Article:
Energy prices: Promises, promises

Politicians talked a lot about getting a handle on costs. Here's what they've actually done.

By Steve Hargreaves, staff writer

NEW YORK ( -- When gasoline prices raced toward $3 a gallon back in May, the fiery rhetoric from Washington was non-stop.

There were press conferences at gas stations, podium pounding in Congress and near lovefests in ethanol-producing corn fields. Sue OPEC. Abolish the gas tax. Break up the oil companies. Or least take more of their money.

Now that the Congressional elections are upon us, looks back at those proposals to see which were tried, which passed, and which were mere attempts to placate agitated American motorists.

Of course, progress in Washington can vary depending on who you ask.

Democrats, who generally pushed for more conservation-minded bills, say little was accomplished.

Republicans, focusing on boosting domestic production, point to several bills that passed the Republican-controlled House only to get bogged down in the Senate, where the Republican majority isn't as large.

But no matter where the problem lies, the end result was largely the same.

"It's my impression that not much has been done at all," said Geoff Sundstrom, spokesman for the motorists' organization AAA.

Even though oil and gasoline prices have dropped in the last few weeks, they still remain relatively high, largely due to tight supply, high demand and geopolitical tensions.

As Sundstrom said, "Long term, most of these problems haven't gone away."

While some progress has been made in energy policy in the last couple of years, notably increased federal funding for alternative technologies, here's how lawmakers fared on some of things they proposed since May:

Boost domestic production: Of all the bills introduced on energy, this one has come the furthest, although its prospects remain dim.

A House version would allow drilling off nearly all U.S. shoreline. A Senate version opens up a much smaller area in the Gulf of Mexico. Unless the two are reconciled, both will die - and neither side is backing down.

A similar bill to allow drilling in the Arctic National Wildlife Refuge passed the House but got nowhere in the Senate.

Build more refineries: The House streamlined the permitting process for refinery construction. The bill died in a Senate committee after Democrats, backed by at least one Republican, said it would compromise environmental safeguards.

Close royalty loopholes: News that some oil companies drilling on Federal land were skimping on royalties due to a contract loophole caused a furor this summer.

But attempts to renegotiate the leases resulted in the matter being sent to the General Accounting Office for more study.

"With all of these things, when they can't come to an agreement on how to do it, it ends up being a study," said Bill Wicker, a Democratic staffer on the Senate Energy Committee.

Prohibit price gouging: At least one bill passed the House making it a federal crime to charge "unconsciously excessive" prices, but it's thought to be little more than symbolism.

"Since it doesn't say what that is, I can't tell you what it means," said John Eichberger, vice president of government relations for the National Association of Convenience Stores.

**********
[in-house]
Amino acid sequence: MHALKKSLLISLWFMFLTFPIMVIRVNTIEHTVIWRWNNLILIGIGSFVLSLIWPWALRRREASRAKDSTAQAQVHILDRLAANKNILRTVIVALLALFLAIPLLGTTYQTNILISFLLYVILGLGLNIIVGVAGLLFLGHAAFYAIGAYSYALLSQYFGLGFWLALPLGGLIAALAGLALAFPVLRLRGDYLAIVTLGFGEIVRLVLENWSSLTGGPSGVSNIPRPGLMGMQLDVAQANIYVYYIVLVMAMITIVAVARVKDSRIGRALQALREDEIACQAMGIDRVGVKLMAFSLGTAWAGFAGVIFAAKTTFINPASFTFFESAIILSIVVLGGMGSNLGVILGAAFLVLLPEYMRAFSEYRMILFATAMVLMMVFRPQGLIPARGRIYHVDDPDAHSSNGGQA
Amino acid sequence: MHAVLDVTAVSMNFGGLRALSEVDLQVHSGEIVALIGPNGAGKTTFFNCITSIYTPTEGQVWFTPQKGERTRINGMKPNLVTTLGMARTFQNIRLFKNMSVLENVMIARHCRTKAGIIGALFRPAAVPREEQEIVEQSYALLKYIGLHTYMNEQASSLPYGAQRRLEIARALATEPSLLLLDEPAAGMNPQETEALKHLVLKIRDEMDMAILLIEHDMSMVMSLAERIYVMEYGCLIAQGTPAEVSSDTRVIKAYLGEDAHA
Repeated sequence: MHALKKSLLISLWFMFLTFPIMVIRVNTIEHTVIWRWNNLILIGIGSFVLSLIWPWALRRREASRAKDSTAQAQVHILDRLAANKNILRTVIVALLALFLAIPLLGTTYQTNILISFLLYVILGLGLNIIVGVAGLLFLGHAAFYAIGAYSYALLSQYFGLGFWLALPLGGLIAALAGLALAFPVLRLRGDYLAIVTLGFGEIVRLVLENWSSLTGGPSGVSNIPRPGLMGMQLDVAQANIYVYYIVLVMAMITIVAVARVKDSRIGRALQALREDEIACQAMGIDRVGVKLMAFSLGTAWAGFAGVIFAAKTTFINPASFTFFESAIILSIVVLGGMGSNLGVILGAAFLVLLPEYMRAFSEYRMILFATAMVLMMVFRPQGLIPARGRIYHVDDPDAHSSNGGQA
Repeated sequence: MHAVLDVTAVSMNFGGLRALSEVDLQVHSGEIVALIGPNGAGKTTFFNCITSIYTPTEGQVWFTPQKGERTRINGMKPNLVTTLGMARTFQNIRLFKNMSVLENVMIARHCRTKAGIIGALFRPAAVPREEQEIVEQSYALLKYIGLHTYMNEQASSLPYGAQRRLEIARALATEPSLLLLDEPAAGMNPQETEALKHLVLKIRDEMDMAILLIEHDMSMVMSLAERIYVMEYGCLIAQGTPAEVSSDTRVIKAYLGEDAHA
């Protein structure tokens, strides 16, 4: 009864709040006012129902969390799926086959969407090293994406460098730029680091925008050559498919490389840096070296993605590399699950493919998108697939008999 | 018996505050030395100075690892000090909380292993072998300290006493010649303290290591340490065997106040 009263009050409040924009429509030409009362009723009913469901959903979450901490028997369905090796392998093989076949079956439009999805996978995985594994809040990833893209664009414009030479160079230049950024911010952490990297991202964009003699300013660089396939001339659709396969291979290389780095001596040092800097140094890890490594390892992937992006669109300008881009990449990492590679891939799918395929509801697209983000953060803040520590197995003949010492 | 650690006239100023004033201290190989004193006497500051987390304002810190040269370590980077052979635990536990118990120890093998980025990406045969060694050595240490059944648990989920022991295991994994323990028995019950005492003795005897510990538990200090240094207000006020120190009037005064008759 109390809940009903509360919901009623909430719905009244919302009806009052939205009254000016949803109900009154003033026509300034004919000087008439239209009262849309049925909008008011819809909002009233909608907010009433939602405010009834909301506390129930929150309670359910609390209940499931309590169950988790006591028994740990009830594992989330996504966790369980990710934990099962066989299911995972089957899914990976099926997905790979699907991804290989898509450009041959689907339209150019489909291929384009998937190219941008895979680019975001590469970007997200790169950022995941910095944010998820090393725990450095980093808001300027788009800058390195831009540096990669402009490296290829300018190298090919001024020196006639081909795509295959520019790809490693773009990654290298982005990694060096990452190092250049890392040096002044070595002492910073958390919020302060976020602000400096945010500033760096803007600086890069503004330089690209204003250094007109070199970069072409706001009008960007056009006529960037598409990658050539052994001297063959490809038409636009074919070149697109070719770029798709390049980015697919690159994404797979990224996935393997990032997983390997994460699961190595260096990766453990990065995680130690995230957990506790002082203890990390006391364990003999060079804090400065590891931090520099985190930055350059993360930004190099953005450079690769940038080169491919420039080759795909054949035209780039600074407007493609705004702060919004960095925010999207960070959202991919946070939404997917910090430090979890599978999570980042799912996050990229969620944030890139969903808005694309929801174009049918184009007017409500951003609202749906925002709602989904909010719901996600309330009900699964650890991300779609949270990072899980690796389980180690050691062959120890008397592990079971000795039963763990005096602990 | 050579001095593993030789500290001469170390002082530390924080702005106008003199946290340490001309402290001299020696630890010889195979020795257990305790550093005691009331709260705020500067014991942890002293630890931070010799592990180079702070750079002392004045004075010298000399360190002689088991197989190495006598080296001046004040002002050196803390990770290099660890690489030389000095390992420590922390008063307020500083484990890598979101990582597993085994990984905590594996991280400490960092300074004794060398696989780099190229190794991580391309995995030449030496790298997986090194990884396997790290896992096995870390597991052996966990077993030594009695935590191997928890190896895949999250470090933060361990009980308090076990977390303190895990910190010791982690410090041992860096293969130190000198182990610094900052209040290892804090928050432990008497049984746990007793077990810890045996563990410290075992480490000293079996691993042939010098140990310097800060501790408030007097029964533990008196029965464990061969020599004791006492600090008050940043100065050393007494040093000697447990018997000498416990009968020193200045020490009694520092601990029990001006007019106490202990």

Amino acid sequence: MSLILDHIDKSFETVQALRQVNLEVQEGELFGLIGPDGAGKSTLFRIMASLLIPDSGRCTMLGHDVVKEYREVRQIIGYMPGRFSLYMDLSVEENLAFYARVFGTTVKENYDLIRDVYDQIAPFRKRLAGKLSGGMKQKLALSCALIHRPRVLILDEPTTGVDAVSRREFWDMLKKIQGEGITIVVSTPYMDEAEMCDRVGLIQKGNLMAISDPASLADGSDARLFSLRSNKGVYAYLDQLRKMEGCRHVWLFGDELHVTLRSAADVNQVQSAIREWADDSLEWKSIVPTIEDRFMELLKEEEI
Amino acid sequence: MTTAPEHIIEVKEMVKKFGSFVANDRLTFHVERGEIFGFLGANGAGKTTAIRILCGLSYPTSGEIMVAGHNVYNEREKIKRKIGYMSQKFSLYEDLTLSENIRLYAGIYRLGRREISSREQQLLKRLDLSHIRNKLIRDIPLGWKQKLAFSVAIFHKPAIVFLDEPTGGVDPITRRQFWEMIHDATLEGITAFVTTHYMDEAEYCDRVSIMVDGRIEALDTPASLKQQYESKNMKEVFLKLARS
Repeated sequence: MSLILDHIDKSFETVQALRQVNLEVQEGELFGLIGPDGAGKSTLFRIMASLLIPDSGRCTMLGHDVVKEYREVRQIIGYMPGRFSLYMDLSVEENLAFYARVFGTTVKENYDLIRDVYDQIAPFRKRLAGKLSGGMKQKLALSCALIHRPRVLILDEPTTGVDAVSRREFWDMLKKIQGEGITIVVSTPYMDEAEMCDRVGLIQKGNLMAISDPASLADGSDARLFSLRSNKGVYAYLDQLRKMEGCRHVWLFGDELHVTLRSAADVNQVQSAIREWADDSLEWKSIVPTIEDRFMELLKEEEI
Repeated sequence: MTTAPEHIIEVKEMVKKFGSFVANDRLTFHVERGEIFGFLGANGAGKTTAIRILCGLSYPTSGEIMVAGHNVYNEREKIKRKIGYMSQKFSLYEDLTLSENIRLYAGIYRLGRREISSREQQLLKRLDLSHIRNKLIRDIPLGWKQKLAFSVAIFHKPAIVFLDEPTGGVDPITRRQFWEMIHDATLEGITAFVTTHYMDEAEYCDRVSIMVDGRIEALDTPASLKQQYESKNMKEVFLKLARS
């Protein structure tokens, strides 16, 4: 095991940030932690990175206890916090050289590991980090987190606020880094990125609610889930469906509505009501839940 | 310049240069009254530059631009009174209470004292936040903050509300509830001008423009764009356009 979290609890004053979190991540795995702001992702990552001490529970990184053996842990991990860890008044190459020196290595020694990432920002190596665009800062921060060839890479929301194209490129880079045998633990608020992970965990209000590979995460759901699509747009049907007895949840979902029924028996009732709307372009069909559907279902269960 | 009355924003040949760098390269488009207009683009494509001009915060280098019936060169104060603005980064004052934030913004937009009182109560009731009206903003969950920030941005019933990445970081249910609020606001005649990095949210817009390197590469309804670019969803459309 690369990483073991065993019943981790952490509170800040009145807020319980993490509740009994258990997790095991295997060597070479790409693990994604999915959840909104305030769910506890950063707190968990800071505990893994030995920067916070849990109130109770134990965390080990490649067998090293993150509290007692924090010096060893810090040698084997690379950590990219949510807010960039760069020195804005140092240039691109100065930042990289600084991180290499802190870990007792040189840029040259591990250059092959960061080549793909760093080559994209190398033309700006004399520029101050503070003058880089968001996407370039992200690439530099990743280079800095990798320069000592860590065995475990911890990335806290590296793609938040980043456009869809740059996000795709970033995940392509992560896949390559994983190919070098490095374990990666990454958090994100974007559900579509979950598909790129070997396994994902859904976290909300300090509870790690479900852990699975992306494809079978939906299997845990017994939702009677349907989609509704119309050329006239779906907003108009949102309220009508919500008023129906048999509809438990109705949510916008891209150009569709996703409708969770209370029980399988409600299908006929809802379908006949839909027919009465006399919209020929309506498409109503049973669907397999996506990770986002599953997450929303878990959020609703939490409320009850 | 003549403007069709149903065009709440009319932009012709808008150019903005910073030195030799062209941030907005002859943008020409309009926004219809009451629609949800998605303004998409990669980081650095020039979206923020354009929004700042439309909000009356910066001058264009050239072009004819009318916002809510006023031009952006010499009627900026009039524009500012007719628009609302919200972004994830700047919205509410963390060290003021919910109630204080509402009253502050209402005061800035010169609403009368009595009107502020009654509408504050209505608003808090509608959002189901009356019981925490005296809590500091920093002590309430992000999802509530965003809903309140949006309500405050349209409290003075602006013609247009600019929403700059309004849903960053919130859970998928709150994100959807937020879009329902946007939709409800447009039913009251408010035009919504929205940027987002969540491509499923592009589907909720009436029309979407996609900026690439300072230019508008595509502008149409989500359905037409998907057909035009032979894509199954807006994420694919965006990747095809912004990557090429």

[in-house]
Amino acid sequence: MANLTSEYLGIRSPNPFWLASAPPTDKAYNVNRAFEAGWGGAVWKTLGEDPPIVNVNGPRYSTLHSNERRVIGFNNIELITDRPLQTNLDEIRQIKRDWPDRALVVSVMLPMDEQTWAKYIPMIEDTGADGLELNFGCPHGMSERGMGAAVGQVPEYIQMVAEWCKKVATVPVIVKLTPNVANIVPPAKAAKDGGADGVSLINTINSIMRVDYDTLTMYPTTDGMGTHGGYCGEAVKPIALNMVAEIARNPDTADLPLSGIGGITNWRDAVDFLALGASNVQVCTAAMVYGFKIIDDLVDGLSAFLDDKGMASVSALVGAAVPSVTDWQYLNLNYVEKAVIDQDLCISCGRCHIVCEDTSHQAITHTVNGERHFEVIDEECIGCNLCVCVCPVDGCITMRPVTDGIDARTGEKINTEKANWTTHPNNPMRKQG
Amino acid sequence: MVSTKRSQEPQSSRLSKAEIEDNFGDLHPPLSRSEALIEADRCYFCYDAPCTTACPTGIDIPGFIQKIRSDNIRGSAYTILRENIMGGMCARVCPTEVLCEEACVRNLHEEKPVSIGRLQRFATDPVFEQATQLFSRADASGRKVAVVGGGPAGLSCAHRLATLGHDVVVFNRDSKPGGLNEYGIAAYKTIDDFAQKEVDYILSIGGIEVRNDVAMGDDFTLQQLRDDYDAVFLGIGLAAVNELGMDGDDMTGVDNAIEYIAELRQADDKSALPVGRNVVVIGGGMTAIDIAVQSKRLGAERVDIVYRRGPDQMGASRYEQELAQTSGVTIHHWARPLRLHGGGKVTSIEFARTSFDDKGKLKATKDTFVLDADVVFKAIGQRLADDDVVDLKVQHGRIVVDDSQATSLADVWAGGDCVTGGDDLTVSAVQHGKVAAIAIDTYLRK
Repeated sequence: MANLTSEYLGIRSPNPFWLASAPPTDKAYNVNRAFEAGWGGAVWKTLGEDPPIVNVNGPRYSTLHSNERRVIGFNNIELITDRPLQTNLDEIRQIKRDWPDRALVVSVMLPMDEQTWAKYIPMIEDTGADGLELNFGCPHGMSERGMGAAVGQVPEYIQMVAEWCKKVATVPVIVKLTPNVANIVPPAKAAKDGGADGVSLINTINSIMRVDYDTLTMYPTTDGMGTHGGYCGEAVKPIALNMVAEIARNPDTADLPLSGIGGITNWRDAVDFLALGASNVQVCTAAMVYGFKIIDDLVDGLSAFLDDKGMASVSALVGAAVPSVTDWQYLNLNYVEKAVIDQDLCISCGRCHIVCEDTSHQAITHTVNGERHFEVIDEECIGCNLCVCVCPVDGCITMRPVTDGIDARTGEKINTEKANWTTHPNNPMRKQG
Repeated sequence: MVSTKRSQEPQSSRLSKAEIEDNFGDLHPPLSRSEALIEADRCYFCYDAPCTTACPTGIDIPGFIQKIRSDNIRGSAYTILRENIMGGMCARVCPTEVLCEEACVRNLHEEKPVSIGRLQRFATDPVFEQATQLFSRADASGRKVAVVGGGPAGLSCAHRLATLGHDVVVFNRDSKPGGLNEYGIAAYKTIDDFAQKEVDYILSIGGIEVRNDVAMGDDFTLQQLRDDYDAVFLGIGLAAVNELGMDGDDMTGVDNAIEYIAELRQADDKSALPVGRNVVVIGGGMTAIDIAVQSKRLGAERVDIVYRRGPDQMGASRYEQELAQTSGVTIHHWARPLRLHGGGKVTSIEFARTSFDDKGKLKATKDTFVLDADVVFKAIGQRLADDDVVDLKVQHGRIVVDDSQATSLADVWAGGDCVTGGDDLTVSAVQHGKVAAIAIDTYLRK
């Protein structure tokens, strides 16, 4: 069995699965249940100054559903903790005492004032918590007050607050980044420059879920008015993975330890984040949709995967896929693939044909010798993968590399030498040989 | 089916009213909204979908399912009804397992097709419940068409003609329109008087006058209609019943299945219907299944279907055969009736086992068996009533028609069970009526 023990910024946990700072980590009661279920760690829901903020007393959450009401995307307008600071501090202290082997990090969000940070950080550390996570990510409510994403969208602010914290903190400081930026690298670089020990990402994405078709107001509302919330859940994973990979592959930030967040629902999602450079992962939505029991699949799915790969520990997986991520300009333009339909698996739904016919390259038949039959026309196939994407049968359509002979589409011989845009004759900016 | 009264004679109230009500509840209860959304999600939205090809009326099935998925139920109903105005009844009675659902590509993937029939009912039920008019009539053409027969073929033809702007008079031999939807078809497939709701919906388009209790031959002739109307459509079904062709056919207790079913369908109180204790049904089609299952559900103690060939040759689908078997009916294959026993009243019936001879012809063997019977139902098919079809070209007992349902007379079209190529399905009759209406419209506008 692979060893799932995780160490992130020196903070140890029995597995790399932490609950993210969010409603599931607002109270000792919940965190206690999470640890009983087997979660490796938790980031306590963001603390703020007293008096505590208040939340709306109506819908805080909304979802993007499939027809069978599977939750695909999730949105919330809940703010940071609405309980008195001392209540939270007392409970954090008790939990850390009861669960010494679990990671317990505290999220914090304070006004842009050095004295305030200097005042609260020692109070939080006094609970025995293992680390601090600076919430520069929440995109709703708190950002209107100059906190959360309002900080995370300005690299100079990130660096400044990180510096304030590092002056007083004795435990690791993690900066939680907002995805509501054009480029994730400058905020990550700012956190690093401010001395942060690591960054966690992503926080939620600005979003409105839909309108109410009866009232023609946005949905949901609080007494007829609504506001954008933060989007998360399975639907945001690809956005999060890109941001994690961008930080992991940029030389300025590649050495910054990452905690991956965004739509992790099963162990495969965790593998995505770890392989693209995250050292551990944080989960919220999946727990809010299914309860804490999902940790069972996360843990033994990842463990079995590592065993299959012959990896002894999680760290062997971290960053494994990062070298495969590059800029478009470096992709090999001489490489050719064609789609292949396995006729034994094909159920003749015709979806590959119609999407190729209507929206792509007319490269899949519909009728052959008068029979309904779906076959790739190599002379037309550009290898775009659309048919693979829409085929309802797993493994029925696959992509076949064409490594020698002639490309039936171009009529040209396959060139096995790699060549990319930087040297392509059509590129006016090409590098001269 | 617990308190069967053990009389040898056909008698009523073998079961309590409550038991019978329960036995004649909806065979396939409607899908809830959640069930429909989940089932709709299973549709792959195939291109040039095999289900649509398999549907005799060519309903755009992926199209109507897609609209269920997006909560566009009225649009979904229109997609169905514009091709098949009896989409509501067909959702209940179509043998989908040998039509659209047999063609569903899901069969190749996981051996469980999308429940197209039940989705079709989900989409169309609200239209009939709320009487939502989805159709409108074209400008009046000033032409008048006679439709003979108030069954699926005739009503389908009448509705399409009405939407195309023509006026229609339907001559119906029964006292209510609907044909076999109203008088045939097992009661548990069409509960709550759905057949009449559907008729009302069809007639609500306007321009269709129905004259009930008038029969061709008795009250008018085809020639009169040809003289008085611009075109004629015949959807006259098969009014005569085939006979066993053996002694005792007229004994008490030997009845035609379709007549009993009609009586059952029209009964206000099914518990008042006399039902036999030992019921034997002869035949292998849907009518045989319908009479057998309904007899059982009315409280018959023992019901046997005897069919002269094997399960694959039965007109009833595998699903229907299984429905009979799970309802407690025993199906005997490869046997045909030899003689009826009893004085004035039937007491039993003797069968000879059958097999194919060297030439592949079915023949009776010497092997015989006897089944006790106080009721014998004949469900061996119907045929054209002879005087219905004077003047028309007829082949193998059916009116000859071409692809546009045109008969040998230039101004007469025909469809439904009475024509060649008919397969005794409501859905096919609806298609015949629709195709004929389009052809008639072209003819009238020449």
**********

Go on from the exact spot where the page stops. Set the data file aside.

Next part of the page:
The bill is currently in the Senate waiting to be taken up.

Make vehicles more fuel efficient: This is a Democrat favorite but often runs into stiff opposition from automakers, who say Americans don't buy them.

Wicker said there were a number of bills introduced in the Senate to raise fuel efficiency, but none made it out of committee.

A Republican staffer who asked not to be identified said there's a bill the the house to grant the Department of Transportation authority to set fuel efficiency standards based on car size, and that should in turn raise those standards.

Extending tax breaks for hybrid cars: Wicker said tax breaks for a host of renewable technologies, set to expire at the end of the year, are likely to be extended.

Suspend the Federal gas tax: This never stood a chance.

"That was just a sound bite," said Eichberger. "We passed a $290 billion highway bill last year. How are we going to pay for it?"

Sue OPEC for price fixing, break up the oil giants: There are a number of people, and not just crusading politicians, that say the mergers of the 1990s that created oil giants ExxonMobil (Charts), Chevron (Charts) (which now includes Texaco) and ConocoPhillips (Charts) are bad for consumers and the U.S. oil industry.

But like the OPEC call, few thought this would ever go anywhere.

"A lot of this stuff was just to create the illusion that something happening," said Wicker.

Windfall profits tax: Nothing has come of this of yet but, along with raising fuel efficiency standards, it could be one to watch, especially if the Democrats gain power.

"You'll see a lot of these bills again in January," said Wicker. "They'll come right back out."

The Republican staffer said the House had done its part, and now attention will return to the Senate.

"We're going to continue to push the Senate to pass these bills," said the staffer.


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Organization of Petroleum Exporting Countries (OPEC)
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